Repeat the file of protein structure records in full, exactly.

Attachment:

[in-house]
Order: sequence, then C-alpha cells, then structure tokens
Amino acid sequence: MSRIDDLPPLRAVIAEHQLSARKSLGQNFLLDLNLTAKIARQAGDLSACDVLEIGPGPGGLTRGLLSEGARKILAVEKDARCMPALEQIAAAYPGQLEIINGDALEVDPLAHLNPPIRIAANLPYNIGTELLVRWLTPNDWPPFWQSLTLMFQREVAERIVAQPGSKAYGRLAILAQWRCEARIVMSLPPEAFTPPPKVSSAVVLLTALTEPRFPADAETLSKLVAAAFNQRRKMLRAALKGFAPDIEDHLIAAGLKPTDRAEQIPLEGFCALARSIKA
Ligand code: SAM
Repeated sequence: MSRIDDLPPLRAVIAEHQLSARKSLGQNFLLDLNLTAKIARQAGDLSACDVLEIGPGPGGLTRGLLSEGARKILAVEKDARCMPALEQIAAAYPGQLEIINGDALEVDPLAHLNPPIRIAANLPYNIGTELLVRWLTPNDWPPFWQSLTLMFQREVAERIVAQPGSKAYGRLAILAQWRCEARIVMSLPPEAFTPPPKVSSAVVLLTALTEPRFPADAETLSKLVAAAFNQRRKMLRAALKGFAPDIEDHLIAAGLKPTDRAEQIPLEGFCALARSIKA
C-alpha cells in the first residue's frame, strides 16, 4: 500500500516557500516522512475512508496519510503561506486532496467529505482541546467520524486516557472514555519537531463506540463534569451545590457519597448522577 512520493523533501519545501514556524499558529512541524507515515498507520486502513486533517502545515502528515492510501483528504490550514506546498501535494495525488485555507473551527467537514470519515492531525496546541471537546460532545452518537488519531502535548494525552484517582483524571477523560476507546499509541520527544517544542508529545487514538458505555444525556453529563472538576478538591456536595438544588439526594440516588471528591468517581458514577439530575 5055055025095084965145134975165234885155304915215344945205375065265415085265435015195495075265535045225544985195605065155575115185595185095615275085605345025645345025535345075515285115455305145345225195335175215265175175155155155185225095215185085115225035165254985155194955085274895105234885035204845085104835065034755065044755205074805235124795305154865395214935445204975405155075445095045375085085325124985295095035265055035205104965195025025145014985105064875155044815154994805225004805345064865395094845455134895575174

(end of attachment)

[in-house]
Order: sequence, then C-alpha cells, then structure tokens
Amino acid sequence: MSRIDDLPPLRAVIAEHQLSARKSLGQNFLLDLNLTAKIARQAGDLSACDVLEIGPGPGGLTRGLLSEGARKILAVEKDARCMPALEQIAAAYPGQLEIINGDALEVDPLAHLNPPIRIAANLPYNIGTELLVRWLTPNDWPPFWQSLTLMFQREVAERIVAQPGSKAYGRLAILAQWRCEARIVMSLPPEAFTPPPKVSSAVVLLTALTEPRFPADAETLSKLVAAAFNQRRKMLRAALKGFAPDIEDHLIAAGLKPTDRAEQIPLEGFCALARSIKA
Ligand code: SAM
Repeated sequence: MSRIDDLPPLRAVIAEHQLSARKSLGQNFLLDLNLTAKIARQAGDLSACDVLEIGPGPGGLTRGLLSEGARKILAVEKDARCMPALEQIAAAYPGQLEIINGDALEVDPLAHLNPPIRIAANLPYNIGTELLVRWLTPNDWPPFWQSLTLMFQREVAERIVAQPGSKAYGRLAILAQWRCEARIVMSLPPEAFTPPPKVSSAVVLLTALTEPRFPADAETLSKLVAAAFNQRRKMLRAALKGFAPDIEDHLIAAGLKPTDRAEQIPLEGFCALARSIKA
C-alpha cells in the first residue's frame, strides 16, 4: 500500500516557500516522512475512508496519510503561506486532496467529505482541546467520524486516557472514555519537531463506540463534569451545590457519597448522577 512520493523533501519545501514556524499558529512541524507515515498507520486502513486533517502545515502528515492510501483528504490550514506546498501535494495525488485555507473551527467537514470519515492531525496546541471537546460532545452518537488519531502535548494525552484517582483524571477523560476507546499509541520527544517544542508529545487514538458505555444525556453529563472538576478538591456536595438544588439526594440516588471528591468517581458514577439530575 5055055025095084965145134975165234885155304915215344945205375065265415085265435015195495075265535045225544985195605065155575115185595185095615275085605345025645345025535345075515285115455305145345225195335175215265175175155155155185225095215185085115225035165254985155194955085274895105234885035204845085104835065034755065044755205074805235124795305154865395214935445204975405155075445095045375085085325124985295095035265055035205104965195025025145014985105064875155044815154994805225004805345064865395094845455134895575174